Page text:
This FIB-SEM features simultaneous monitoring and modification of samples, allowing for fast sample preparation and high throughput for a variety of processes such as cross-sectioning, TEM lamella preparation or nano-patterning12.

The Zeiss Crossbeam FIB-SEM is equipped with new software and hardware advancements to facilitate high-end applications in research and industry. The pioneering Gemini II electron optics allows users to obtain optimum resolution at a low voltage and high probe current simultaneously12.

High precision and much more efficient material processing and imaging is possible with this FEB-SEM due to its FIB column’s ability to combine the highest available FIB current of 100 nA with the new FastMill mode12.

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The new Tandem decel mode in the Crossbeam 550 model enables for enhanced resolution, while also maximizing the image contrast at low landing energies12. The Crossbeam 550 FEB-SEM’s new process for automated emission recovery optimizes the FIB column to obtain reproducible results, along with improving the user-friendliness12.

The workstation of this new FIB-SEM can be optimally integrated into correlative workflows, as well as combined with light, X-ray or ion beam microscopy12. The extraordinary 3D analytical properties made possible with the 3D EDS analyses with Zeiss Atlas 5, combined with the improved resolution at low voltages and outstanding stability for long term 3D tomography, provides a variety of uses for the Zeiss Crossbeam 550 FIB-SEM in various research fields such as material sciences and life sciences12.

By combining both light and electron microscopy, Correlative Light and Electron Microscopy (CLEM) is a valuable imaging technique that allows for a precise view and measurement of both the structure and function of a given sample.

To do so, either fluorescence or ultra resolution images are initially taken, in which these samples are then taken to be imaged under the electron microscope. By superimposing images taken from both microscopes, users are provided with both the high-resolution image that provides information about the structure, as well as information on where the signal that represents a biological molecule of interest, such as a protein, is present13.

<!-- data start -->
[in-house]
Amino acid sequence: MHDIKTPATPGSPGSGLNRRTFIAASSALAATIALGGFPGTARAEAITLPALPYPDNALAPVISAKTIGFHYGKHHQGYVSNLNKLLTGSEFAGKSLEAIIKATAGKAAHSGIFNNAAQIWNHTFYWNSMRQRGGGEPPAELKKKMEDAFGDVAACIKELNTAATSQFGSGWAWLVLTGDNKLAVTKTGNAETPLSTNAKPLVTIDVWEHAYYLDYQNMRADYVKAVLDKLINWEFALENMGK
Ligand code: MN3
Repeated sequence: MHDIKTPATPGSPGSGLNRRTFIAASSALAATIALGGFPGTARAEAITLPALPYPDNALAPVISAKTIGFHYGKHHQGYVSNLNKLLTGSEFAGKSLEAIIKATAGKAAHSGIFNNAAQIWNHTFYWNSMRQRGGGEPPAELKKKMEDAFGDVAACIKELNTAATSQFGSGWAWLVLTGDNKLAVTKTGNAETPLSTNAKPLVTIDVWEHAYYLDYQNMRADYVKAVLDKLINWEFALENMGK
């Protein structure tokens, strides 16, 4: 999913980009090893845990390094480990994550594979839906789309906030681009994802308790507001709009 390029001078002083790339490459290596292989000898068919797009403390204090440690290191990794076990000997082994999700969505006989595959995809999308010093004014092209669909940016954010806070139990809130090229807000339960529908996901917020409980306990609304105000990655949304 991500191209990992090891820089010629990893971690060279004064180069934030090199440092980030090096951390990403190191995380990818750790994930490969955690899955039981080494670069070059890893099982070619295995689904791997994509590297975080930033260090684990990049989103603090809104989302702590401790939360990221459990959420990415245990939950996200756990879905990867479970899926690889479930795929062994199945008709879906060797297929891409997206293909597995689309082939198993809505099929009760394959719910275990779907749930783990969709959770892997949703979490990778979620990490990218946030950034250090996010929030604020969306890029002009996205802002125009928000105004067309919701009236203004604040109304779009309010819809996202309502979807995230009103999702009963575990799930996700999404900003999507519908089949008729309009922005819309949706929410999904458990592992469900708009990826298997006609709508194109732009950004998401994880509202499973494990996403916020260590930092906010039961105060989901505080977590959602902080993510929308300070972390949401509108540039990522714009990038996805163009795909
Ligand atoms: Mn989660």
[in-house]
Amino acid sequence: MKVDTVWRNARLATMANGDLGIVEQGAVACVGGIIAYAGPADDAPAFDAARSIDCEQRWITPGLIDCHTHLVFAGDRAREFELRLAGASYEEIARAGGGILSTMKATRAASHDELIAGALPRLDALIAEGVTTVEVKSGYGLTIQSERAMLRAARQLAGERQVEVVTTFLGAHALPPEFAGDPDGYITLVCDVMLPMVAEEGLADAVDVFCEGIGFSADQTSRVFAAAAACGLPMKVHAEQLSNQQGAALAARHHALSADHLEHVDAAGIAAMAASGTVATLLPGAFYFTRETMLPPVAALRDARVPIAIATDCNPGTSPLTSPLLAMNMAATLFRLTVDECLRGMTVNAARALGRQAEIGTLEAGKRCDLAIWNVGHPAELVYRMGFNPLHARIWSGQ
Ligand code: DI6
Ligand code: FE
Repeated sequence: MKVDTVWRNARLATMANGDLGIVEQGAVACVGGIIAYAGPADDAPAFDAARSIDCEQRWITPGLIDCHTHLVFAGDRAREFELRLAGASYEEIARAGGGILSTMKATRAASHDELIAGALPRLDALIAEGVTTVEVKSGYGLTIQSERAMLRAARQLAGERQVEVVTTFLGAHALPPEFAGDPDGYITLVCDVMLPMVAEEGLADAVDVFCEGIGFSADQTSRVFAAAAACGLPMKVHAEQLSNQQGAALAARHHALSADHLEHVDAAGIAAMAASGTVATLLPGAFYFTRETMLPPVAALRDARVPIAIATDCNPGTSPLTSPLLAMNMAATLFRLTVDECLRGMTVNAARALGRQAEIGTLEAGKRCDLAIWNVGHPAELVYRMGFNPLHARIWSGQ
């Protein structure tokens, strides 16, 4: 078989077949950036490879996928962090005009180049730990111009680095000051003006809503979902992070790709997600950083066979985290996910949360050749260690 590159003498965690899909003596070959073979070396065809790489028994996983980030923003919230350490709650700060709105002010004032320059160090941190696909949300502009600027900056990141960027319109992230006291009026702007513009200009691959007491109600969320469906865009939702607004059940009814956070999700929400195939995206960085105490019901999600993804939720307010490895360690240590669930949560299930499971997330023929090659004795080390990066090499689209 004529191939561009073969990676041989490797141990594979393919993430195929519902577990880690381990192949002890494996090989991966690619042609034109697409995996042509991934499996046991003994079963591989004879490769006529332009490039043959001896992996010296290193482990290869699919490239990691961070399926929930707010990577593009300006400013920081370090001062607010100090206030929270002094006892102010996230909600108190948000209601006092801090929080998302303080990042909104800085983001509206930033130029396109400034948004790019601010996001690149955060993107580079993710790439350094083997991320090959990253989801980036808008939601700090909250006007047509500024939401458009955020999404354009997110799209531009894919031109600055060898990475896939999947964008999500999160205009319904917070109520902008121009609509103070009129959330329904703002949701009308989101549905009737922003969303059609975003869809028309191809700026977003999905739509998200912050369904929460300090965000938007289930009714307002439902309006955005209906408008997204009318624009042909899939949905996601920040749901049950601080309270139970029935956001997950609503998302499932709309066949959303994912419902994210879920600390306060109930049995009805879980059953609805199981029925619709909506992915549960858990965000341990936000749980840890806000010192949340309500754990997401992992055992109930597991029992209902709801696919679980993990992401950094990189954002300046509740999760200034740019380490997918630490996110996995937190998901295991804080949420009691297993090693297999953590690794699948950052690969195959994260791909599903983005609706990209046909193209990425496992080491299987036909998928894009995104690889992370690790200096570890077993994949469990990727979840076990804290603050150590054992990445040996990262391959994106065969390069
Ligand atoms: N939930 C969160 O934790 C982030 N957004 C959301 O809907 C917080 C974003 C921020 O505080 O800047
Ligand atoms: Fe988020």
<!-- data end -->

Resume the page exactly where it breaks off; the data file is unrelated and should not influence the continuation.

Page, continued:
What is especially advantageous about the CLEM approach is the ability of this technique to integrate two significant aspects of the specimen at a nanometer scaled resolution.

As one of the pioneers of this technology, ZEISS offers consumers several different microscopes that are capable of bridging the previously existing gap between structural and functional recorded images. These products include Shuttle & Find microscopes, with specific applications for both Life Sciences and Material Analysis purposes.

Similarly, the ZEISS ZEN CLEM for Serial Sections performs large-scale microscopy imaging of sections through an automatic computer process that outlines the specific region(s) of interest (ROI)14. What is particularly impressive about this image is the ability to align and reconstruct recorded images from both the light and electron microscopes in order to produce an incredibly accurate 3D image.

Since its introduction into the market, researchers have found CLEM to be a spectacular research tool that has increased the ability to distinguish important structural elements in a variety of scientific fields, especially cell biology.